It has been three years in the making but finally on Sunday, November 3, the Animals in War Dedication was unveiled in Confederation Park, Ottawa. Just in time for Remembrance Day. This monument is all due to the persistence of veteran Lloyd Swick who presented to the National Capital Commission the idea of recognizing the animal heroes in Canadian history who contributed to the country’s military efforts. Though slow in coming together, Mr. Swick’s concept is now a reality. The statue and plaque now stands in a place of honour in Canada’s capital.
November 11th is a great of great significance to many across the world. Though I have been lucky to avoid being touched by war, I recognize all I enjoy as a result of the sacrifices of others before me, human and animal. If Canadians had not been so willing to risk their lives for the sake of their homeland, I probably wouldn’t be sitting here. It’s a grave thing to imagine.
Last year I shared the story of Gander, the Newfoundland dog, who gave his life to save those of his comrades in war. As a recipient of the Dickin Medal he may be one of the more famous canines to greatly impact the war effort, but he is only one of thousands. At this point, our human armed forces could not do their jobs without military working dogs by their sides.
Judy, the short-haired Pointer, was another such hero in military history. She was born in Shanghai but was given to the Royal British Navy and assigned to the HMS Grasshopper during World War II.
Unfortunately, her time on the ship was cut short by enemy fire. Amazingly, Judy lived through the wreck and was rescued by her former crew mates before seeking refuge on an island. The plucky dog thanked them for their efforts by locating a water source, saving them all from dehydration. This would be enough to make her a hero on its own but her story doesn’t end there.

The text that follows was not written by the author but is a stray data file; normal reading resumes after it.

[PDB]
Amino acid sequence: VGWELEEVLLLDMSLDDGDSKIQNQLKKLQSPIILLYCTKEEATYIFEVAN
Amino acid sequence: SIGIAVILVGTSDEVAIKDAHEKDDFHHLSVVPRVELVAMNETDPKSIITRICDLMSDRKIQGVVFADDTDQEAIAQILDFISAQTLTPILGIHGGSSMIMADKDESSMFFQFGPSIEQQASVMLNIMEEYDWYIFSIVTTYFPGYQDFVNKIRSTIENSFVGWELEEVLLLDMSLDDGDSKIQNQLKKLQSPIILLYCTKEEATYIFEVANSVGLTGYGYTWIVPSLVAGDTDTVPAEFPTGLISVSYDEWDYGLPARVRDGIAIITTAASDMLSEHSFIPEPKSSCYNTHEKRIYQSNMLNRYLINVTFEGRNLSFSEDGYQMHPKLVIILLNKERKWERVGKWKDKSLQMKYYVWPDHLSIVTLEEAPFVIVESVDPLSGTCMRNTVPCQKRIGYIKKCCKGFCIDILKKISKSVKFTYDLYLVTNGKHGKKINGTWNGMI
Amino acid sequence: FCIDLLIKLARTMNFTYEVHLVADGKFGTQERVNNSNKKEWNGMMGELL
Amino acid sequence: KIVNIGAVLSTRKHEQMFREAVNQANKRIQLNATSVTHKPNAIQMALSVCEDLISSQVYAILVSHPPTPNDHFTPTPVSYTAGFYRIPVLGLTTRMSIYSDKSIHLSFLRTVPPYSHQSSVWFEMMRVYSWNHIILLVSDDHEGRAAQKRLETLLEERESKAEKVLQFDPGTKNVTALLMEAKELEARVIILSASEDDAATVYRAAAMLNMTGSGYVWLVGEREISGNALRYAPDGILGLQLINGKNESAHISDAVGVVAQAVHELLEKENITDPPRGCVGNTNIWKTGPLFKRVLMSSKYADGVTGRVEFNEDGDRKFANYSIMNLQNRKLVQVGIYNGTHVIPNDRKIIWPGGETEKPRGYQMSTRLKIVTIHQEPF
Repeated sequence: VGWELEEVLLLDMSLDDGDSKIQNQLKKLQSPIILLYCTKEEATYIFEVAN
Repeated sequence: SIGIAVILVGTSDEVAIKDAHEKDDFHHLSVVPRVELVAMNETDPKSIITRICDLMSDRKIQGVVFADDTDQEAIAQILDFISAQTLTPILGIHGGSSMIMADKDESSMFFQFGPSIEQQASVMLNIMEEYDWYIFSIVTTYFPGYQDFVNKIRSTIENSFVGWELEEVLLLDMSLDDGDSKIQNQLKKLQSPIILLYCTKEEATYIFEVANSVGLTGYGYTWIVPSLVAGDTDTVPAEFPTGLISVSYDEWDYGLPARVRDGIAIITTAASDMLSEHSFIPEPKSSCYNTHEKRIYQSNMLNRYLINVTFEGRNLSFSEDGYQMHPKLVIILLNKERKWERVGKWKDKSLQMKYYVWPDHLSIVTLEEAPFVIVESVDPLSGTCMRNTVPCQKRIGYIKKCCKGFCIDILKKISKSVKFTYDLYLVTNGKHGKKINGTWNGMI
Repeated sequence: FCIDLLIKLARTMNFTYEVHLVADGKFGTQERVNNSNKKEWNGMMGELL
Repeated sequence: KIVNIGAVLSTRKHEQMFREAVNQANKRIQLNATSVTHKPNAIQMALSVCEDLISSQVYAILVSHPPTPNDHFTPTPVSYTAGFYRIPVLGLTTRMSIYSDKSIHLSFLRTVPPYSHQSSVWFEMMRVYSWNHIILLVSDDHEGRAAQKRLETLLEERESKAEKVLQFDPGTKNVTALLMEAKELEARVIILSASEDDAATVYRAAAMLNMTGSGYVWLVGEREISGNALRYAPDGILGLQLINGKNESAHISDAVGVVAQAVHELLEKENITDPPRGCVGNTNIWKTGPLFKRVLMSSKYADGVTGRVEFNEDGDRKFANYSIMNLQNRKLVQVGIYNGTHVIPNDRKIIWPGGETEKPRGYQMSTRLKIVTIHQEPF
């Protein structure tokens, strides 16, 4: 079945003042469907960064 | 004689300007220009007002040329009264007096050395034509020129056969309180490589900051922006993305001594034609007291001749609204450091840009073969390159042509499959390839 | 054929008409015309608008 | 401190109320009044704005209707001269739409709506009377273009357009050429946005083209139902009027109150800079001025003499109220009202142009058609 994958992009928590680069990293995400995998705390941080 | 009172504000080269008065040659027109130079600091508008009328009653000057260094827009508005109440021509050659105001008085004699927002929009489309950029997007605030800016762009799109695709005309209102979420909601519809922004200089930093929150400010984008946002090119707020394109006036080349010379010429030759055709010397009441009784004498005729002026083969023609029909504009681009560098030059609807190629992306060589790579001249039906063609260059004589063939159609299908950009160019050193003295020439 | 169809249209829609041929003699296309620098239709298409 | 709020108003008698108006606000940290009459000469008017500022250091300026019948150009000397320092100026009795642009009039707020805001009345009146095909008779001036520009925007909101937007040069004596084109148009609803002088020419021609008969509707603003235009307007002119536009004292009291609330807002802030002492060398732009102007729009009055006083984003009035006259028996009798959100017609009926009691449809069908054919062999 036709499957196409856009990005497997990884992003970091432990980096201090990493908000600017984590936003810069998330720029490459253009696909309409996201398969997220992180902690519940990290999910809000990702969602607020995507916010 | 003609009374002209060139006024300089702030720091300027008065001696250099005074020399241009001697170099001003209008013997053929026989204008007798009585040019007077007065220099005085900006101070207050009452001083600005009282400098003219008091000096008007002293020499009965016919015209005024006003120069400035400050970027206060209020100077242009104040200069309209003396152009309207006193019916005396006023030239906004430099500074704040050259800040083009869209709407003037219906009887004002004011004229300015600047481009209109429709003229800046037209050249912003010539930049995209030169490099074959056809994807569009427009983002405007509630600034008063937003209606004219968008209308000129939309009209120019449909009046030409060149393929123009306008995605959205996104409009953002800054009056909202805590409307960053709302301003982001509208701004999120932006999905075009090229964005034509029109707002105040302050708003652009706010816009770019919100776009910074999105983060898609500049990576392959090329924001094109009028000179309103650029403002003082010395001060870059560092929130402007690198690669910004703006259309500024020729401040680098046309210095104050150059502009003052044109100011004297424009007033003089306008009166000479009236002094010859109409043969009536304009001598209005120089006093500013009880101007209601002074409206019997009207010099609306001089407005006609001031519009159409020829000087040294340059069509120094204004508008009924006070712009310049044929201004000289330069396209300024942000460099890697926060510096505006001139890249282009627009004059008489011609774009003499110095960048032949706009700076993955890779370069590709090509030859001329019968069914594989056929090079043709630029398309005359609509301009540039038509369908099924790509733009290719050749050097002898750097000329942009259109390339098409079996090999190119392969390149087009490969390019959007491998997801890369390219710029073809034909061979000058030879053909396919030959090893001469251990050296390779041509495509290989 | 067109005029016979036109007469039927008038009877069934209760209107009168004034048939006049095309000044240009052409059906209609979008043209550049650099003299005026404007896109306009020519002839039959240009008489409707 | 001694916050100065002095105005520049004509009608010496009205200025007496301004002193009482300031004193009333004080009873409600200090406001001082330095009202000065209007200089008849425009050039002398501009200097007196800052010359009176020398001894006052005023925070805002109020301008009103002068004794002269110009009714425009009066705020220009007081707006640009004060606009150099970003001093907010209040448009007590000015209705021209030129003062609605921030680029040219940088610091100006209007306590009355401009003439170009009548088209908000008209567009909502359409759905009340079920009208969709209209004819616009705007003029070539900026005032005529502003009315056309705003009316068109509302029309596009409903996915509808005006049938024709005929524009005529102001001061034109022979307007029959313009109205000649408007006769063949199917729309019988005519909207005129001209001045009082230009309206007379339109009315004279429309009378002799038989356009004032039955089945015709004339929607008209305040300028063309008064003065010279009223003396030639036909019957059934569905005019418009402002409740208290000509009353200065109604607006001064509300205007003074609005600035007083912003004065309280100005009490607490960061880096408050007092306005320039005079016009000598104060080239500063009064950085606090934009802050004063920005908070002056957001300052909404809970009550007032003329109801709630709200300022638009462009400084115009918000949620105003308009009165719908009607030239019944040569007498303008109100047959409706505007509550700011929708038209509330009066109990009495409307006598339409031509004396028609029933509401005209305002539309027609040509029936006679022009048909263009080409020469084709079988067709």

The soldiers then attempted to return to an Allied-controlled area but did not make it in time. They were all captured and taken to a Japanese prisoner of war camp, Judy included.
As a dog, Judy had no wartime rights. Her survival was mostly due to fellow soldier, Frank Williams. He befriended the dog and shared with her what he could. He even managed to convince the enemy camp’s office to grant Judy official POW status which would prevent her from being killed. She remains the only dog in history to have been granted this status.
Naturally, Judy and Williams became very close. She did her best to protect him from the more brutal aspects of the camp and he made sure to keep her from starvation. When he was transferred to a different camp, Williams smuggled her on board the boat.
It’s a good thing he did, too, as this ship was also torpedoed. From their spot below deck, Frank and Judy were able to escape through a porthole. With all the chaos, her human friend lost sight of her as he swam to shore. He could only hope she had somehow made it to land.
It turns out he needn’t have worried. Not only did Judy survive this second bombing, but she contributed to the rescue effort. She was seen helping many of the struggling men to reach pieces of the wreckage in order to float to land. By turning herself into a makeshift raft, the soldiers clung to her as she paddled them to safety.
After several hours, and many more lives saved, Judy eventually made it to the POW camp where Williams was located. I can only imagine the brilliant smile that must have been on his face as he met with her again.
It was another year before the war was over and it wasn’t an easy one. Through it all Judy and Williams stuck together, battling the elements of the jungle, which included both deadly disease and attacks from wild animals. Despite the odds, the two made it through. When the war finally ended, Judy again had to be smuggled on to the ship home to Liverpool, England. This time they made it to their destination unscathed and Judy was officially championed as the hero she was.
There are many things to be thankful for on Remembrance Day. This year, along with my thoughts for all the humans who gave their lives so I can sit here in comfort in my living room, I will also think of Judy. Without her and all the other animals who have gone to war for us, many soldiers may not have made it home.